# GordieGii

1

• Sorry it took me so long to notice your reply.As you can see in the drawing, the center point is not in the center of a tapered board. This is a very tapered board so the error is large. For a much less tapered board the error would be much less, quite possible within an acceptable margin of error, but it is not zero. It does not "always work" regardless of spottd's "analysis" of why.

• It's mostly oxygen, other gasses dissolved in water wouldn't be any worse problem. It would just be nice if there weren't any dissolved gasses at all because then it could be totally maintenance free. If somebody came up with a vacuum pump with no moving parts that would be great.

• With so many questions about strength, I wonder whether adding a layer of thin cloth (like old cotton bed sheets) every few layers would improve the strength.

• Similar product here:http://www.leevalley.com/us/wood/page.aspx?p=32272&cat=1,180,42240

Another possibility (and I have seen people do this dozens of times) is that it is the wrong size Phillips bit. The two most common sizes are #1 and #2 and if you put a #1 in a screw designed for a #2 the point will hit bottom before the flutes are fully engaged. If you put a #2 in a screw designed for a #1 then only the tips of the flutes will engage. In both cases the screw is quite likely to strip, however if you realize your mistake early there is a good chance that switching to the correct size, giving it a bit of a tap to seat it in the screw and applying a lot of pressure while maintaining proper alignment and going slow will allow you to remove the screw. Replace it with one that isn't damaged to avoid problems in the future.

Or in a pinch, some fine sand...

• While a parabola is ideal for an infinitely distant light source, an ellipse is ideal for a light source of a finite distance (such as a fire or lamp) where the two fixed points are the foci. Now if you had a really tall tower (say for a windmill or a water tower) and you could hang a string from it and place your other fixed point closer to the ground then you could draw a section of an ellipse that was pretty darn close to a parabola. Probably just as good as the precision of the Mechanical Mathematician. Of course you would need a tower shielded from the wind... On the other hand you could use this method to draw an ellipse in your camp-site with the fireplace and your chair as the foci and place a bunch of mirrors on the ellipse then you would only need a small fire to keep yourself w…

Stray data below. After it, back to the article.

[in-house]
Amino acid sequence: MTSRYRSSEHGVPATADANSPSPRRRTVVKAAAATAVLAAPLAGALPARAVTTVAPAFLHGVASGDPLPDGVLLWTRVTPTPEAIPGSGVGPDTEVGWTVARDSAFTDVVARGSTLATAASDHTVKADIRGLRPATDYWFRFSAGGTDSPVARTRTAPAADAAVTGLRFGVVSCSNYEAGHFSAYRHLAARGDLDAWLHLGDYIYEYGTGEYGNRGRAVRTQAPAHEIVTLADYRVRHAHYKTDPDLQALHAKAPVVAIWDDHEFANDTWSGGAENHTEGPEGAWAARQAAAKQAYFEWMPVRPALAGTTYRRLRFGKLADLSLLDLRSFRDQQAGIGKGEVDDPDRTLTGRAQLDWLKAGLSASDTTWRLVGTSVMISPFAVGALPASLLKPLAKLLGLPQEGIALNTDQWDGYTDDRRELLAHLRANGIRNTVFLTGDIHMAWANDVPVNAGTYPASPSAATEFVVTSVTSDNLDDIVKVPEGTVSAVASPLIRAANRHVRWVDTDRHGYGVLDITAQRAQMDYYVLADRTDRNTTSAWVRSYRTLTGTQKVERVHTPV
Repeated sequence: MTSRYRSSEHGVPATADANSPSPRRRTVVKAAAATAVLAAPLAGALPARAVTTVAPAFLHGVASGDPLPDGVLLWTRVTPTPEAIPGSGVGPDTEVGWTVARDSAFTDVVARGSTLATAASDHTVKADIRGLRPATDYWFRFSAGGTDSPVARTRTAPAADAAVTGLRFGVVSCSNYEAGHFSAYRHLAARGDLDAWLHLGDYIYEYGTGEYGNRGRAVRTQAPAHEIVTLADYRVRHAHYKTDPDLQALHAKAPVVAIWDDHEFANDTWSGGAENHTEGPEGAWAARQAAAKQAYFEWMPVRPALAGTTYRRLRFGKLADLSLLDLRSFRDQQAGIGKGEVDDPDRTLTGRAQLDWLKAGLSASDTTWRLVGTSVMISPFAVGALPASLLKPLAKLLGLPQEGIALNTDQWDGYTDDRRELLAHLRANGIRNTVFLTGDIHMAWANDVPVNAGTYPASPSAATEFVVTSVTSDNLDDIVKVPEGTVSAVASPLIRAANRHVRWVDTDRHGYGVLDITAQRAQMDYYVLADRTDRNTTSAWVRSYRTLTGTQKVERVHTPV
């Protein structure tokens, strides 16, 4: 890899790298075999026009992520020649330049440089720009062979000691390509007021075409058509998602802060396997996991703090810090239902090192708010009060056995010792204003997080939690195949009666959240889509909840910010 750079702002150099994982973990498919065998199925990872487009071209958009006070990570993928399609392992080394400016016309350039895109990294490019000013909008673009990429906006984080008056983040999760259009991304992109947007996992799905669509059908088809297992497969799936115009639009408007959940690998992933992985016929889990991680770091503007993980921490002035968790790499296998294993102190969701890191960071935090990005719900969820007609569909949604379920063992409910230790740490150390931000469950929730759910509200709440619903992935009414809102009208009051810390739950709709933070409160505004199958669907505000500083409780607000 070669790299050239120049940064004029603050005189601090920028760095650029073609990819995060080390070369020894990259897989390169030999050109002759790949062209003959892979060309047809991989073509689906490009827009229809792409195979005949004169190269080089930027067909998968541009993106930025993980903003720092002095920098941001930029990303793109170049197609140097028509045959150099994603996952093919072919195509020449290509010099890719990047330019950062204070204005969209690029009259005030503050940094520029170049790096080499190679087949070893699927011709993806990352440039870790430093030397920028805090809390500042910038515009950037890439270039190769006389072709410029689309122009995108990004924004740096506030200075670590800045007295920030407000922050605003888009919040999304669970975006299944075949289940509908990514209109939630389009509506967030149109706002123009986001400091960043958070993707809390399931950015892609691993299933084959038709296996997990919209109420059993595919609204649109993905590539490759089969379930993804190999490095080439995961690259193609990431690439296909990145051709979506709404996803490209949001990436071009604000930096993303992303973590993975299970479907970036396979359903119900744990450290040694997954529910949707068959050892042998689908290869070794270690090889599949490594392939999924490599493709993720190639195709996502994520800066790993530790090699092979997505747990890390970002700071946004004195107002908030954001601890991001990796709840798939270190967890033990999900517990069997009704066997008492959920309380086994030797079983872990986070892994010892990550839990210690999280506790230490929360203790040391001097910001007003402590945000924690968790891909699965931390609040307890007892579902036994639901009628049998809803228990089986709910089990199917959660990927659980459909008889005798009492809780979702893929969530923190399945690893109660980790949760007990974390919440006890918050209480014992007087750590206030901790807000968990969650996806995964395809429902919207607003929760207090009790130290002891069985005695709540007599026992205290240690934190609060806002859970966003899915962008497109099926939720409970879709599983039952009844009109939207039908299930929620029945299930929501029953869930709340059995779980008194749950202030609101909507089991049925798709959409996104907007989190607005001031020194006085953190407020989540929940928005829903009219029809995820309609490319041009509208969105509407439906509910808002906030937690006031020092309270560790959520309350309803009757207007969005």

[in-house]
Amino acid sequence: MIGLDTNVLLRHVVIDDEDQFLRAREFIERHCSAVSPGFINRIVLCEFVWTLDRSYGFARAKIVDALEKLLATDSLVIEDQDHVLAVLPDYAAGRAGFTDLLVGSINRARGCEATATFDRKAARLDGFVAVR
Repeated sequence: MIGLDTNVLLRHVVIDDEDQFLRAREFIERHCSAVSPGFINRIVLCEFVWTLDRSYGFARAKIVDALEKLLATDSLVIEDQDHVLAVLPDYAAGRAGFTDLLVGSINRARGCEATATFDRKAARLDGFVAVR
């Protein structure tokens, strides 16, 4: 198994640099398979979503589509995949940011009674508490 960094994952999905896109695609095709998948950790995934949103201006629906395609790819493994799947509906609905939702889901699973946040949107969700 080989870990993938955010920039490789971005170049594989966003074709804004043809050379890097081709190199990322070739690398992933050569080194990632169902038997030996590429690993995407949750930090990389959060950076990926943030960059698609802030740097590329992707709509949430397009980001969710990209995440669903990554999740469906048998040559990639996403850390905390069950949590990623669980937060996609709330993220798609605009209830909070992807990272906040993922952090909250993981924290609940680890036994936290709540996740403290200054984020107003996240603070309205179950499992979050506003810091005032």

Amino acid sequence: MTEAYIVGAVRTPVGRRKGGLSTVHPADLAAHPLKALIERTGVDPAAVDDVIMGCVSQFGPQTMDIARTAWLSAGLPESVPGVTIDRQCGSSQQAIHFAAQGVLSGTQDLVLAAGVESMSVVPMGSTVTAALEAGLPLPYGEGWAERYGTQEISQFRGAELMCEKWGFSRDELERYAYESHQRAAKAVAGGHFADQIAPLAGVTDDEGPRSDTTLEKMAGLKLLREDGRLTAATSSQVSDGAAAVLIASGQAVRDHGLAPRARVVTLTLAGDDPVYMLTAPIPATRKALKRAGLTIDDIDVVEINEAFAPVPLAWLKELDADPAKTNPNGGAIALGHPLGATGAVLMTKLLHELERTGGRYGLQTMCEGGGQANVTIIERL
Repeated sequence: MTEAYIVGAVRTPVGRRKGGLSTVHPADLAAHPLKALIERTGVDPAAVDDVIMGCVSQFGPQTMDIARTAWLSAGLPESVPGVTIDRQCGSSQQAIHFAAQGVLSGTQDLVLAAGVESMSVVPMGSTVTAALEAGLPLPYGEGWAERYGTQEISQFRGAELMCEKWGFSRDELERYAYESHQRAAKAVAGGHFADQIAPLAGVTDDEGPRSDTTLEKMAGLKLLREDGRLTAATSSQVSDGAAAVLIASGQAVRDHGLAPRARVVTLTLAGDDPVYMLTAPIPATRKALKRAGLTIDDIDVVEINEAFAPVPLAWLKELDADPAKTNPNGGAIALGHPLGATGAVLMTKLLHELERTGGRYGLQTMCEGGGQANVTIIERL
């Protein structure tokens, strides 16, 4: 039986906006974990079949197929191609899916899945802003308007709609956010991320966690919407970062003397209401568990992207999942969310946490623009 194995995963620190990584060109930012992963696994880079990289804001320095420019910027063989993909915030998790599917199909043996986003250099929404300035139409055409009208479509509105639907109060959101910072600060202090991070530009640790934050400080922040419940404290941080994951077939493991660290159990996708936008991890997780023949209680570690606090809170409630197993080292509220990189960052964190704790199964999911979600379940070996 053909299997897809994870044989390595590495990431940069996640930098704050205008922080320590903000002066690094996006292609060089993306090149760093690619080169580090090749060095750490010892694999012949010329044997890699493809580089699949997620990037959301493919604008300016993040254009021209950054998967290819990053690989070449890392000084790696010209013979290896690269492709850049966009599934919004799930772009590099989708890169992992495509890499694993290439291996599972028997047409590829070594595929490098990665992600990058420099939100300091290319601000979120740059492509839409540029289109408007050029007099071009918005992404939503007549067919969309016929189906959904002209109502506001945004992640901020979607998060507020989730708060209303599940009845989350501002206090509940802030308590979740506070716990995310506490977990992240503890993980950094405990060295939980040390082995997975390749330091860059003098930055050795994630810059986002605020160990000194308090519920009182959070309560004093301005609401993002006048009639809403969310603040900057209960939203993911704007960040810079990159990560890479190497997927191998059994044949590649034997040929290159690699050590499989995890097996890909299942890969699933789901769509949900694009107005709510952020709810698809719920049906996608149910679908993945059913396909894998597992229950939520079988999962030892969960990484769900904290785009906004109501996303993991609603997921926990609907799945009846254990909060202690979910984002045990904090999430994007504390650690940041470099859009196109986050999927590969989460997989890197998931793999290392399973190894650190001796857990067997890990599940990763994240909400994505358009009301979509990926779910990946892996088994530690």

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While a parabola is ideal for an infinitely distant light source, an ellipse is ideal for a light source of a finite distance (such as a fire or lamp) where the two fixed points are the foci. Now if you had a really tall tower (say for a windmill or a water tower) and you could hang a string from it and place your other fixed point closer to the ground then you could draw a section of an ellipse that was pretty darn close to a parabola. Probably just as good as the precision of the Mechanical Mathematician. Of course you would need a tower shielded from the wind... On the other hand you could use this method to draw an ellipse in your camp-site with the fireplace and your chair as the foci and place a bunch of mirrors on the ellipse then you would only need a small fire to keep yourself warm, or just a couple mirrors on the ellipse behind you to keep your back warm.

Actually I can think of one application that uses on ellipse for light concentration. Ruby lasers (or any optically pumped laser) They use a flash tube (like a camera flash) and a lasing rod or tube with an elliptical reflector around them with the two tubes at the foci. All the light from the flash tube converges simultaneously on the lasing tube. I think this is also the premis behind whispering domes.